A descriptive study 7 was carried out to test the level of rubella immunity among 420 randomly selected women of reproductive age Serum anti-rubella antibody (IgG) was checked using ELISA method. The results showed that immunity rate ranged from 89.94% to 97.43% (an average of 94.05%) [7]. This figure is in agreement with our result.

In order to assess the prevalence of immunity to rubella in pregnant women of Ahwaz city, specific antibody against rubella was determined using ELISA method in 250 serum samples of different age groups of pregnant women residing in Ahwaz. The result showed that 8% and 92% of these women were sensitive and immune to rubella respectively. 8 This figure (92%) is less than our result (94%).

92.8 %and 90.7% of women were immune in households and employers, respectively [8]. There was no significant difference between immune households and employers. This agrees with our result. Contrary to our result, a study in Kerman 9 showed a statistically significant association between immune households and employers.

A study in Arak 10 showed 80.2% of women were immune against rubella and 19.8% were sensitive for rubella. This figure (80.2%) was less than our result (94%). Contrary to our result, a positive significant relationship between age and immunity was observed (P=0.00058) [10]. But there was not a significant relationship between place of living and immunity to rubella. 10This is in agreement with our result. A study was carried out to assess seroprevalence of rubella in primary school children of Tehran. 11 Five hundred and twenty-five subjects (31.5%) out of 1665 were immunized against rubella, and 1140 subjects (58.5%) had no antibody titer against rubella. Five hundred and forty-one (32.5%) cases had a history of rubella immunization. Among vaccinated children, 205 subjects (38%) were seropositive, while in non-vaccinated children 328 subjects (29.2%) were seropositive.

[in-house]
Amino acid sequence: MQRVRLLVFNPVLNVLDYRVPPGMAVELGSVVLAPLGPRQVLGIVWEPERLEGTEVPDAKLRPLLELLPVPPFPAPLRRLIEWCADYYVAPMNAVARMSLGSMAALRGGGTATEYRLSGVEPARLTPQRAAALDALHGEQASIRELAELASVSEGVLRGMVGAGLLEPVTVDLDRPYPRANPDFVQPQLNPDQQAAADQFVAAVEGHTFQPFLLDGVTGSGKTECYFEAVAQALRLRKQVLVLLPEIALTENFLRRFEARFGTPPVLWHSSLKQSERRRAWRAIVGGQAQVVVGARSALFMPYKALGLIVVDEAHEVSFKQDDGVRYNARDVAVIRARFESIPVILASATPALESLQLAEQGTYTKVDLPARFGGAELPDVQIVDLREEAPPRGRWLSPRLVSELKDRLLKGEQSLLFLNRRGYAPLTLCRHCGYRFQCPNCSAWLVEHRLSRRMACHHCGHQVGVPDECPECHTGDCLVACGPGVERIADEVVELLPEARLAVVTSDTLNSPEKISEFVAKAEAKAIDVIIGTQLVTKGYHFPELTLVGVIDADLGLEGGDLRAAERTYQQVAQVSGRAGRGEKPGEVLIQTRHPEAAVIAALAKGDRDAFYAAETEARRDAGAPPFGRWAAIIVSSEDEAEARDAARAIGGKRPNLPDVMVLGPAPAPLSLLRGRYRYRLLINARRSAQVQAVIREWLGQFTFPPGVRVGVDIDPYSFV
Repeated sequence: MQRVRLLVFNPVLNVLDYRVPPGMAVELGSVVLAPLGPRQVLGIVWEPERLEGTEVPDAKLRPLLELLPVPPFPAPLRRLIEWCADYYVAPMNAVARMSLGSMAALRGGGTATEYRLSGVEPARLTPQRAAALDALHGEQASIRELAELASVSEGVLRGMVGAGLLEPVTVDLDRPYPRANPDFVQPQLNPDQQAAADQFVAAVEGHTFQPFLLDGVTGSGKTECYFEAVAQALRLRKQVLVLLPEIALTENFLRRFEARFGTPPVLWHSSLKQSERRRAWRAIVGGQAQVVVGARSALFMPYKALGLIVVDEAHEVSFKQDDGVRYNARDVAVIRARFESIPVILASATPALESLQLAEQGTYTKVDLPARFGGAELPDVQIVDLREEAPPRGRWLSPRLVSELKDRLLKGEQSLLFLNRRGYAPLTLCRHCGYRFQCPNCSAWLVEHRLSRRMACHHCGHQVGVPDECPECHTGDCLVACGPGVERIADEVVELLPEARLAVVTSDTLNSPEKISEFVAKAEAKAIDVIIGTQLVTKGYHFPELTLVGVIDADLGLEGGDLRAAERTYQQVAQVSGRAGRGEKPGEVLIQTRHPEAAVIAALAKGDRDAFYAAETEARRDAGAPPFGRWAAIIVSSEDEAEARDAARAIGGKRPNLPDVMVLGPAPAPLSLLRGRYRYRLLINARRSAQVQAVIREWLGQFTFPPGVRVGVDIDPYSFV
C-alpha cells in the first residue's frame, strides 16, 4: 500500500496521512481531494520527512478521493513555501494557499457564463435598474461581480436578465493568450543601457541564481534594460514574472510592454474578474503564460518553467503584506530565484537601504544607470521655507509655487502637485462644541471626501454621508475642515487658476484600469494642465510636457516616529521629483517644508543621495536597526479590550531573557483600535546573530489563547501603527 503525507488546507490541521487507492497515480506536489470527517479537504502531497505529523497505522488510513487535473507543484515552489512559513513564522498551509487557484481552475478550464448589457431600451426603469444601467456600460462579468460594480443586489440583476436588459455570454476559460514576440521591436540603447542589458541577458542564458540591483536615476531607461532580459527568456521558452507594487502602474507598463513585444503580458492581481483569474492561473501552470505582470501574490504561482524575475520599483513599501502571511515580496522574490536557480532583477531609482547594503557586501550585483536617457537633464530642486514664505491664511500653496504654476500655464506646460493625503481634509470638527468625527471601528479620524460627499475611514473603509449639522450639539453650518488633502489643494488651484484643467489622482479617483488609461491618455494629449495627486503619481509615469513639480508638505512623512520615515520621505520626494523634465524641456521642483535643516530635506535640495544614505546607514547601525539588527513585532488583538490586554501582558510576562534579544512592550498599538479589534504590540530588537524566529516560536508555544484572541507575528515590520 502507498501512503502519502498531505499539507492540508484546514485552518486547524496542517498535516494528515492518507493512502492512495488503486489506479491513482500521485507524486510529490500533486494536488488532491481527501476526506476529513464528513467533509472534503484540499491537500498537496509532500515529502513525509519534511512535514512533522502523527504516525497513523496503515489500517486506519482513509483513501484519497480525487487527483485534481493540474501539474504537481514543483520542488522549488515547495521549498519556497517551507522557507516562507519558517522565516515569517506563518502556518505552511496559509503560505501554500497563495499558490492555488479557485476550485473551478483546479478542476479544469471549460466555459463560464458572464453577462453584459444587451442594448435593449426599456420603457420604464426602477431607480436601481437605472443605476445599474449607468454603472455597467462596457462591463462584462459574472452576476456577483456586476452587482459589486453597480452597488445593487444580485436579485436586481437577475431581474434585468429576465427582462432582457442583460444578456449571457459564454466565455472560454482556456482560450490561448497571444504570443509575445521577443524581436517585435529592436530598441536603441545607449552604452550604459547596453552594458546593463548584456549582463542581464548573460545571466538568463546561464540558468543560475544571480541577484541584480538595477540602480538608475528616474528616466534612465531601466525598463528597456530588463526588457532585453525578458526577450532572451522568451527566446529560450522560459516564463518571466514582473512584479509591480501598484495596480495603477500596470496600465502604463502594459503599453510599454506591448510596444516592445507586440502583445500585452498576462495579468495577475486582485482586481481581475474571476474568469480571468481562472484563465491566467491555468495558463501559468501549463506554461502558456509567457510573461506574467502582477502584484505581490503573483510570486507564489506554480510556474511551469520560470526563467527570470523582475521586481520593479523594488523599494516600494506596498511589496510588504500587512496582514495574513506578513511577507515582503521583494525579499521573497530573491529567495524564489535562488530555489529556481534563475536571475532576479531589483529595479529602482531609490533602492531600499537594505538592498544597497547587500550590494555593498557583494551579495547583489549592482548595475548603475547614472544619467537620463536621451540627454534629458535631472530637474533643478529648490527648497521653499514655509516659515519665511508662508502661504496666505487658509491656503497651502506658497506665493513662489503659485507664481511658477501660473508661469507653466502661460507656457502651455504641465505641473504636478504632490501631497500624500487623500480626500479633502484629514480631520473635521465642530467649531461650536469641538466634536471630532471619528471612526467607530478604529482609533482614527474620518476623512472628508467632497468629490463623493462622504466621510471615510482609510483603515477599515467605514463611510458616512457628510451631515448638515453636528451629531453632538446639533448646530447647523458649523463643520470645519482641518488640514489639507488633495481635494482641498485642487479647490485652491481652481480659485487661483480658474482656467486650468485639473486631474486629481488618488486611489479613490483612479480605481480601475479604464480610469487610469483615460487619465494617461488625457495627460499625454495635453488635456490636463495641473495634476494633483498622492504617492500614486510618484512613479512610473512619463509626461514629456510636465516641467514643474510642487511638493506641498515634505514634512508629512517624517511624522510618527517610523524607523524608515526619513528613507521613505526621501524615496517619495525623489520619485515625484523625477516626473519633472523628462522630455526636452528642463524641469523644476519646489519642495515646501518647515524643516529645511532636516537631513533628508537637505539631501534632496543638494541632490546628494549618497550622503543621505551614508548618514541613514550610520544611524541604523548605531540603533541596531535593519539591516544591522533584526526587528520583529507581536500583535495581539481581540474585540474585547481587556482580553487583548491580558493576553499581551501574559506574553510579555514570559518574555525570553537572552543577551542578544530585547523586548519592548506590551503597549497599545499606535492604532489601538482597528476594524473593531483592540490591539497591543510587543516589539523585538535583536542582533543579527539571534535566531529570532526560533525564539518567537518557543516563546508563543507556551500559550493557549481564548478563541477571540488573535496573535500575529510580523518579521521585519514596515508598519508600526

They concluded vaccination caused no long term immunity. So, rubella immunization in infancy does not reduce congenital rubella. It seems that the best approach to prevent congenital rubella syndrome is to immunize girls shortly before marriage [11].

A review of the epidemiology articles of clinical rubella in the Perm region of the Russian Federation 12 found that the incidence was about 220 cases per 100,000 populations. Rubella malformation was responsible for 15% of birth anomalies and about 3.5 cases of CRS per 1000 live births per year. Assessment of the seroepidemiology of rubella infection showed that the susceptibility rate among pregnant women was 16.5%. This figure (16.5%) was more than our results (6%). Semerikov et al. [12] found that pre- existing rubella antibodies do not interfere with the immune response to immunization, therefore selective immunization was provided to girls approaching puberty and to women of childbearing age [12].